Candy Crowley is an award-winning journalist and one of the smartest and most astute observers of politics of our time. She served as CNN’s chief political correspondent and the host of its Sunday morning talk show State of the Union with Candy Crowley, a political hour of interviews and analysis of the week’s most important issues. She covered presidential, congressional, and gubernatorial elections and major legislative developments on Capitol Hill for more than two decades, and the Los Angeles Times called her “no-nonsense” and a “straight shooter,” characterizing her career as “sophisticated political observation, graceful writing, and determined fairness.”
In 2012, Crowley became the first woman to moderate a presidential debate in two decades. She was selected by the Commission on Presidential Debates to moderate the 2012 general election debate between President Barack Obama and Gov. Mitt Romney. Additionally, Crowley co-anchored key primary and caucus nights throughout America’s Choice 2012 election coverage.
Crowley has interviewed the top political newsmakers including: Vice President Joe Biden, Secretary of State John Kerry, House Minority Leader Nancy Pelosi, former Secretary of State Hillary Clinton, former President George W. Bush together with his brother, former Florida Governor Jeb Bush; and former Vice President Dick Cheney with his daughter Liz Cheney.
Crowley began her broadcast journalism career in Washington, D.C., as a newsroom assistant for Metromedia radio station WASH-FM. She served as an anchor for Mutual Broadcasting System radio network, as well as a general assignment and White House correspondent for the Associated Press, where she covered part of the Reagan era before moving on to NBC-TV to become a general assignment correspondent in NBC’s Washington bureau.
She has covered the presidential campaigns of Barack Obama, George W. Bush, Bill Clinton, George H.W. Bush and Ronald Reagan, among others. Since the presidential nomination of Jimmy Carter, she has covered all but one of the national political conventions. She was also granted an exclusive sit-down interview with President George W. Bush just days before he left office.
She played a pivotal role in CNN’s America Votes 2008 Peabody Award-winning coverage, traveling to the Democratic and Republican conventions and debates along the campaign trail. In 2009, she earned a prestigious Gracie Allen Award for her coverage of Hillary Clinton’s bid for the White House. She also was part of the network’s Emmy® Award-winning 2006 midterm election coverage.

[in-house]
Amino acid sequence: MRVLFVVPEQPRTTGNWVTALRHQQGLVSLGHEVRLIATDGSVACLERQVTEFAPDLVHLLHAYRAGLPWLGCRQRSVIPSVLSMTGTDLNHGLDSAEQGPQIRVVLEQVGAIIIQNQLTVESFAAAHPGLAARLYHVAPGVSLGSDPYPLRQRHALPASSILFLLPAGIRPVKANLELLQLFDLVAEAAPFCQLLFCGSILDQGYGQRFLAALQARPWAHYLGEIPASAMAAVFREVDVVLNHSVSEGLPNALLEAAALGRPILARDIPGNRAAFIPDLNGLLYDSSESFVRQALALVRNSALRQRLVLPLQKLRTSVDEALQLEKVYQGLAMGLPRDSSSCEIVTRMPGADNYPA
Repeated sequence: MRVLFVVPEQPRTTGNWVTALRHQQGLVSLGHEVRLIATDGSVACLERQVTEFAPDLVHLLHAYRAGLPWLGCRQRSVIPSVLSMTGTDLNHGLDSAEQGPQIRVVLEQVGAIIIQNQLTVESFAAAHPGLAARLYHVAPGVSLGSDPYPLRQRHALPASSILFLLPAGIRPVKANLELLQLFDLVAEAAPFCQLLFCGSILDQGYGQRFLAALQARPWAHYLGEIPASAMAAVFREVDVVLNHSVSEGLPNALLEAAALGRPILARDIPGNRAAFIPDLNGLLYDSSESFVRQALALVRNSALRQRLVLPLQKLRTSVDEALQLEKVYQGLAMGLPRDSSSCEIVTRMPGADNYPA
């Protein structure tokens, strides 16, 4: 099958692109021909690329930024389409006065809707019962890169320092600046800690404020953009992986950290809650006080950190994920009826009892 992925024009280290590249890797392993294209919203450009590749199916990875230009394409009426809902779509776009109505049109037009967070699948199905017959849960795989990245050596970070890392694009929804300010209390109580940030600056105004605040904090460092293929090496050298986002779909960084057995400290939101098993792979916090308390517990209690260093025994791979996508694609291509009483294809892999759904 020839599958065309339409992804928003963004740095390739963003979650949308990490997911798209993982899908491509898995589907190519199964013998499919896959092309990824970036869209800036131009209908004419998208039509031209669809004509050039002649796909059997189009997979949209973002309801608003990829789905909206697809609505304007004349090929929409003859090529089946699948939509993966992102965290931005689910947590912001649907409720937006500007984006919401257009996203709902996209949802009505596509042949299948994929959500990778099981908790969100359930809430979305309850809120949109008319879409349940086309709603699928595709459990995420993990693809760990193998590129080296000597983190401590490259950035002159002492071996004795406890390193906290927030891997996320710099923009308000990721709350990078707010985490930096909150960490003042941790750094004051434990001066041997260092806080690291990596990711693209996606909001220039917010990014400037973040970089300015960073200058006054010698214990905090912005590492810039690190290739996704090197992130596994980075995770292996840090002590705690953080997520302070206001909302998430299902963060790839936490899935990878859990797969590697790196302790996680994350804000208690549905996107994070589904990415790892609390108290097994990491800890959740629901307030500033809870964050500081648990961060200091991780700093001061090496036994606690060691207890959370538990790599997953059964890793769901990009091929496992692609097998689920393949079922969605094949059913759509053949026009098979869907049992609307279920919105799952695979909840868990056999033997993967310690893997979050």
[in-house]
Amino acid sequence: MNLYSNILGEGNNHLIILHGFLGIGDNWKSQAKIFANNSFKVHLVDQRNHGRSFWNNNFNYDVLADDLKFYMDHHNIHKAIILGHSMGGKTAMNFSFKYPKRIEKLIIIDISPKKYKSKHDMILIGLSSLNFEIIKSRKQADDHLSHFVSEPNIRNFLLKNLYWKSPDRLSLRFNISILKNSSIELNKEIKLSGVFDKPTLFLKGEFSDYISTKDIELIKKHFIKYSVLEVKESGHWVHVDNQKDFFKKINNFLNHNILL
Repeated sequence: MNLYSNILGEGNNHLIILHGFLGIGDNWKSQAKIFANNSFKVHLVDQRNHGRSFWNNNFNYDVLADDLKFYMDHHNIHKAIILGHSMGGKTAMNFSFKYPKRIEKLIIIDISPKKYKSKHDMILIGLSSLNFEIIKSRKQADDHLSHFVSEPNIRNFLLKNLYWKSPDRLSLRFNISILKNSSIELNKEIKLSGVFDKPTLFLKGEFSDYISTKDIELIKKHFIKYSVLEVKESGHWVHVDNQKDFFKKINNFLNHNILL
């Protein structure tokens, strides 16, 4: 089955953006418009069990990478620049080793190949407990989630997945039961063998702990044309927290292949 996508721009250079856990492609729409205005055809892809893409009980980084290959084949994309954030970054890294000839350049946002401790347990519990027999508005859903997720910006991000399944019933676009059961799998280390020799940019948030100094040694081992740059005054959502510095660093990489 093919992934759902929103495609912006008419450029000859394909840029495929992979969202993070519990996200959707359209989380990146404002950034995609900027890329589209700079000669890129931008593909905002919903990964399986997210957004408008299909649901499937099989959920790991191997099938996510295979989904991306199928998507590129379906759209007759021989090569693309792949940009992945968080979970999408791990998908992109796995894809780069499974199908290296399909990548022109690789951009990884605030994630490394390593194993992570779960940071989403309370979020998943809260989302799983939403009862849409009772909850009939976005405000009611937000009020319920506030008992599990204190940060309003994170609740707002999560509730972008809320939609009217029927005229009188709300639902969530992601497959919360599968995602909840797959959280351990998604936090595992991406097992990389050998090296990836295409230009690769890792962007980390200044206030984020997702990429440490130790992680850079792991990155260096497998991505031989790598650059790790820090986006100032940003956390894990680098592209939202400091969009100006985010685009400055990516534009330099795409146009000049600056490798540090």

Crowley’s assignments have taken her to all 50 states and around the world. Among her most vivid memories as a reporter, Crowley counts the aftermath of Hurricane Katrina in the Gulf Coast, the Sept. 11th terrorist attacks, the impeachment trial of President Clinton, Election Night 2000, ceremonies marking the 40th anniversary of D-Day on the beaches of Normandy, Ronald Reagan’s trips to China, Bitburg and Bergen-Belsen, the United States 1986 bombing of Libya and the terrorist bombing of the U.S. Marine barracks in Beirut.
Crowley has been recognized and honored with many awards throughout her career. In 2013, she received the Leonard Zeidenberg First Amendment Award from the Radio Television Digital News Foundation. In 2012, Crowley delivered the commencement address at Maharishi University of Management in Fairfield, Iowa, where she was presented with the Maharishi Award. Later that year, she was also honored with the American News Women’s Club Award for Excellence in Journalism. In 2005, Crowley was honored with the Edward R. Murrow award and the Joan Shorenstein Barone Award for excellence in journalism for her reporting on the 2004 presidential election. Crowley won the “National News Story-Series” Gracie Allen Award in 2004 for War Stories and a National Headliner and a Cine award for CNN Presents: Fit to Kill.
Crowley earned a Bachelor of Arts degree from Randolph-Macon Woman’s College in Lynchburg, Virginia.
Read her study group outline Politics, Policy and Journalism: The Nexus of Dysfunction.